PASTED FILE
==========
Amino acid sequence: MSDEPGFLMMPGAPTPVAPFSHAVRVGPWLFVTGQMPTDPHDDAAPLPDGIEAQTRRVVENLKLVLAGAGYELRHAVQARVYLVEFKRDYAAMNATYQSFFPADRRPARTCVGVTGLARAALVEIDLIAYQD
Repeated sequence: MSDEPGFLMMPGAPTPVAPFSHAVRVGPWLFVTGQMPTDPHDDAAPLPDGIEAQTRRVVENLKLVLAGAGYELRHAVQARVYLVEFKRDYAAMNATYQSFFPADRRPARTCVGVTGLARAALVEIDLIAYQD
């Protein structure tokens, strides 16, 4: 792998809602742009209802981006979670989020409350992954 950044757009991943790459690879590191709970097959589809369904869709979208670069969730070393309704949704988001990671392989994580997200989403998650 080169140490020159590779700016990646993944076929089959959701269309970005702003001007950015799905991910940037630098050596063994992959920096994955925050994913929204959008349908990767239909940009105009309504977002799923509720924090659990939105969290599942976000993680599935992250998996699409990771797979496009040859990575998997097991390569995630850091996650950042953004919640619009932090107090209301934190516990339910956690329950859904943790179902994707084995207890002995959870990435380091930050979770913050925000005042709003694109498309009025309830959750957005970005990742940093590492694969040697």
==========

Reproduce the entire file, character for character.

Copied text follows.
Amino acid sequence: MSDEPGFLMMPGAPTPVAPFSHAVRVGPWLFVTGQMPTDPHDDAAPLPDGIEAQTRRVVENLKLVLAGAGYELRHAVQARVYLVEFKRDYAAMNATYQSFFPADRRPARTCVGVTGLARAALVEIDLIAYQD
Repeated sequence: MSDEPGFLMMPGAPTPVAPFSHAVRVGPWLFVTGQMPTDPHDDAAPLPDGIEAQTRRVVENLKLVLAGAGYELRHAVQARVYLVEFKRDYAAMNATYQSFFPADRRPARTCVGVTGLARAALVEIDLIAYQD
């Protein structure tokens, strides 16, 4: 792998809602742009209802981006979670989020409350992954 950044757009991943790459690879590191709970097959589809369904869709979208670069969730070393309704949704988001990671392989994580997200989403998650 080169140490020159590779700016990646993944076929089959959701269309970005702003001007950015799905991910940037630098050596063994992959920096994955925050994913929204959008349908990767239909940009105009309504977002799923509720924090659990939105969290599942976000993680599935992250998996699409990771797979496009040859990575998997097991390569995630850091996650950042953004919640619009932090107090209301934190516990339910956690329950859904943790179902994707084995207890002995959870990435380091930050979770913050925000005042709003694109498309009025309830959750957005970005990742940093590492694969040697």